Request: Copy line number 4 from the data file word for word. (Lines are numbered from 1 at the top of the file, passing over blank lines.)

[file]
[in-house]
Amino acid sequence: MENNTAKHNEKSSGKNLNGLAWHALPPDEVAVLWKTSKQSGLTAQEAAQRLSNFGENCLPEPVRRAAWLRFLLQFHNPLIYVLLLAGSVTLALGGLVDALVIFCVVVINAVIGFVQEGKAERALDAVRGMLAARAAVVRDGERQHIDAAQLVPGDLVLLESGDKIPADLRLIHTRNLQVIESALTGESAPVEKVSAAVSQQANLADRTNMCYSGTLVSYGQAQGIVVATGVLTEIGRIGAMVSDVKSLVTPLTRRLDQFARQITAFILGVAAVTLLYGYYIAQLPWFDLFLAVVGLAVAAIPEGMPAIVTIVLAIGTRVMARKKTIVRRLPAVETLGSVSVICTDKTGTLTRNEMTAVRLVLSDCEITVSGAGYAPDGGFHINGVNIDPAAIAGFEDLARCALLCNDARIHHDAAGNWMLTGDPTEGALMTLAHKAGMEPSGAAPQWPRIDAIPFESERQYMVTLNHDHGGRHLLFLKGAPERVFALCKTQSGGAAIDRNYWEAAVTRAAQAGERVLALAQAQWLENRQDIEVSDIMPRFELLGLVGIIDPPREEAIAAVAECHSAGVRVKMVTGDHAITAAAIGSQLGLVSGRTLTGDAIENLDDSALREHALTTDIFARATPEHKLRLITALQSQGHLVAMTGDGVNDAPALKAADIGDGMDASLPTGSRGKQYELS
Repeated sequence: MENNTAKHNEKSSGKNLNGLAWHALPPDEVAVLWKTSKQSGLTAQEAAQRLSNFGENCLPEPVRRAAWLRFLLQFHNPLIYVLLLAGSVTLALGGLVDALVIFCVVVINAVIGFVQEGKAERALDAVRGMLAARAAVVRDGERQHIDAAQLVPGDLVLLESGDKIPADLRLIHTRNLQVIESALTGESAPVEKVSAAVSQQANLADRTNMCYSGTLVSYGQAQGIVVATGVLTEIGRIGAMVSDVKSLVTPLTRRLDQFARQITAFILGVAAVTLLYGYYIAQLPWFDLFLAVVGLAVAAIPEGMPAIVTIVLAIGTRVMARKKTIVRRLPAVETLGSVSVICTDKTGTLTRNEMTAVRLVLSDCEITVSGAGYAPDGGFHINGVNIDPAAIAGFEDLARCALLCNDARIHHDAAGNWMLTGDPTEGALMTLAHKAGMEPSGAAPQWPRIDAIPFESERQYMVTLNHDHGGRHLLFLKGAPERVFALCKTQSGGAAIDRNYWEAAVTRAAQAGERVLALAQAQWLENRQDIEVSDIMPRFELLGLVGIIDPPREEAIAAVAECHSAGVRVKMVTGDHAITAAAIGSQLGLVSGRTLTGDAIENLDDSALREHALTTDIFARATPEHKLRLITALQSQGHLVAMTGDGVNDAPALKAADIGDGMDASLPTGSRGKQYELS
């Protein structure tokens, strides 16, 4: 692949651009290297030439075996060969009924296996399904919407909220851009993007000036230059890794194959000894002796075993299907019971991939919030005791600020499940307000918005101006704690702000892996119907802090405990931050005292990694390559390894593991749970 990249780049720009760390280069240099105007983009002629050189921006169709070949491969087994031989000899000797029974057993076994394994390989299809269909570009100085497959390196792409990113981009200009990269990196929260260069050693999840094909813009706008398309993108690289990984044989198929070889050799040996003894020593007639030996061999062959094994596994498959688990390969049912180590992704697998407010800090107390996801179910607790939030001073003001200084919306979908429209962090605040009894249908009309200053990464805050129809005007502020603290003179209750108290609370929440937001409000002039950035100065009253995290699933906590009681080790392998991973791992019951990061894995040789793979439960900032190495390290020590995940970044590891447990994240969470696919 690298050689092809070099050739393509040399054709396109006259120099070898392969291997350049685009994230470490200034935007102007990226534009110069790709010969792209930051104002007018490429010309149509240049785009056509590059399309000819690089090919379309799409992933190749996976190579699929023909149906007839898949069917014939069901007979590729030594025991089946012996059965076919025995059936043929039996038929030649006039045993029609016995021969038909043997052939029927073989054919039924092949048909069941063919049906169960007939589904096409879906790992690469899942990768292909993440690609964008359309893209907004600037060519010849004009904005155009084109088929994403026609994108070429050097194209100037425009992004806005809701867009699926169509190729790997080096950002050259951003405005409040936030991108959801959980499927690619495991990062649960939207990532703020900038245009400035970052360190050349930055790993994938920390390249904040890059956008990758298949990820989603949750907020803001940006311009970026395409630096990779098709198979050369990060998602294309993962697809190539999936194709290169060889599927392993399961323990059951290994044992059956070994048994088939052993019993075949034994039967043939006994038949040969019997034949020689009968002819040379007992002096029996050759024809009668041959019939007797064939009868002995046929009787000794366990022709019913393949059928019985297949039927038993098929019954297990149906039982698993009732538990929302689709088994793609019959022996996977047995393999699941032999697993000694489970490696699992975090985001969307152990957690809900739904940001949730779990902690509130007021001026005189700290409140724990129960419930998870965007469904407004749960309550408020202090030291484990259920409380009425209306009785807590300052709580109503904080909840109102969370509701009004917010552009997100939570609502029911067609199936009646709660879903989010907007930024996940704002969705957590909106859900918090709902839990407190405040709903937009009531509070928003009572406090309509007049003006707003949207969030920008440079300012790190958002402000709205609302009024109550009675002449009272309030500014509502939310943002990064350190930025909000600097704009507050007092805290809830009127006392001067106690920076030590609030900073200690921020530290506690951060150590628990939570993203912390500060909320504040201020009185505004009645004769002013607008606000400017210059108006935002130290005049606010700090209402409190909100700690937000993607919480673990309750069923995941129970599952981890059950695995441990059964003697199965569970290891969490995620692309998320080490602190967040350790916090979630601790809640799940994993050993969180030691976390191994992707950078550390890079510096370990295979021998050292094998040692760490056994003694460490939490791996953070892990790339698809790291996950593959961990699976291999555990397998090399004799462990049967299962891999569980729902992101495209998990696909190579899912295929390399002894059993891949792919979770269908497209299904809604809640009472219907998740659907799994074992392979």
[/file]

């Protein structure tokens, strides 16, 4: 692949651009290297030439075996060969009924296996399904919407909220851009993007000036230059890794194959000894002796075993299907019971991939919030005791600020499940307000918005101006704690702000892996119907802090405990931050005292990694390559390894593991749970 990249780049720009760390280069240099105007983009002629050189921006169709070949491969087994031989000899000797029974057993076994394994390989299809269909570009100085497959390196792409990113981009200009990269990196929260260069050693999840094909813009706008398309993108690289990984044989198929070889050799040996003894020593007639030996061999062959094994596994498959688990390969049912180590992704697998407010800090107390996801179910607790939030001073003001200084919306979908429209962090605040009894249908009309200053990464805050129809005007502020603290003179209750108290609370929440937001409000002039950035100065009253995290699933906590009681080790392998991973791992019951990061894995040789793979439960900032190495390290020590995940970044590891447990994240969470696919 690298050689092809070099050739393509040399054709396109006259120099070898392969291997350049685009994230470490200034935007102007990226534009110069790709010969792209930051104002007018490429010309149509240049785009056509590059399309000819690089090919379309799409992933190749996976190579699929023909149906007839898949069917014939069901007979590729030594025991089946012996059965076919025995059936043929039996038929030649006039045993029609016995021969038909043997052939029927073989054919039924092949048909069941063919049906169960007939589904096409879906790992690469899942990768292909993440690609964008359309893209907004600037060519010849004009904005155009084109088929994403026609994108070429050097194209100037425009992004806005809701867009699926169509190729790997080096950002050259951003405005409040936030991108959801959980499927690619495991990062649960939207990532703020900038245009400035970052360190050349930055790993994938920390390249904040890059956008990758298949990820989603949750907020803001940006311009970026395409630096990779098709198979050369990060998602294309993962697809190539999936194709290169060889599927392993399961323990059951290994044992059956070994048994088939052993019993075949034994039967043939006994038949040969019997034949020689009968002819040379007992002096029996050759024809009668041959019939007797064939009868002995046929009787000794366990022709019913393949059928019985297949039927038993098929019954297990149906039982698993009732538990929302689709088994793609019959022996996977047995393999699941032999697993000694489970490696699992975090985001969307152990957690809900739904940001949730779990902690509130007021001026005189700290409140724990129960419930998870965007469904407004749960309550408020202090030291484990259920409380009425209306009785807590300052709580109503904080909840109102969370509701009004917010552009997100939570609502029911067609199936009646709660879903989010907007930024996940704002969705957590909106859900918090709902839990407190405040709903937009009531509070928003009572406090309509007049003006707003949207969030920008440079300012790190958002402000709205609302009024109550009675002449009272309030500014509502939310943002990064350190930025909000600097704009507050007092805290809830009127006392001067106690920076030590609030900073200690921020530290506690951060150590628990939570993203912390500060909320504040201020009185505004009645004769002013607008606000400017210059108006935002130290005049606010700090209402409190909100700690937000993607919480673990309750069923995941129970599952981890059950695995441990059964003697199965569970290891969490995620692309998320080490602190967040350790916090979630601790809640799940994993050993969180030691976390191994992707950078550390890079510096370990295979021998050292094998040692760490056994003694460490939490791996953070892990790339698809790291996950593959961990699976291999555990397998090399004799462990049967299962891999569980729902992101495209998990696909190579899912295929390399002894059993891949792919979770269908497209299904809604809640009472219907998740659907799994074992392979």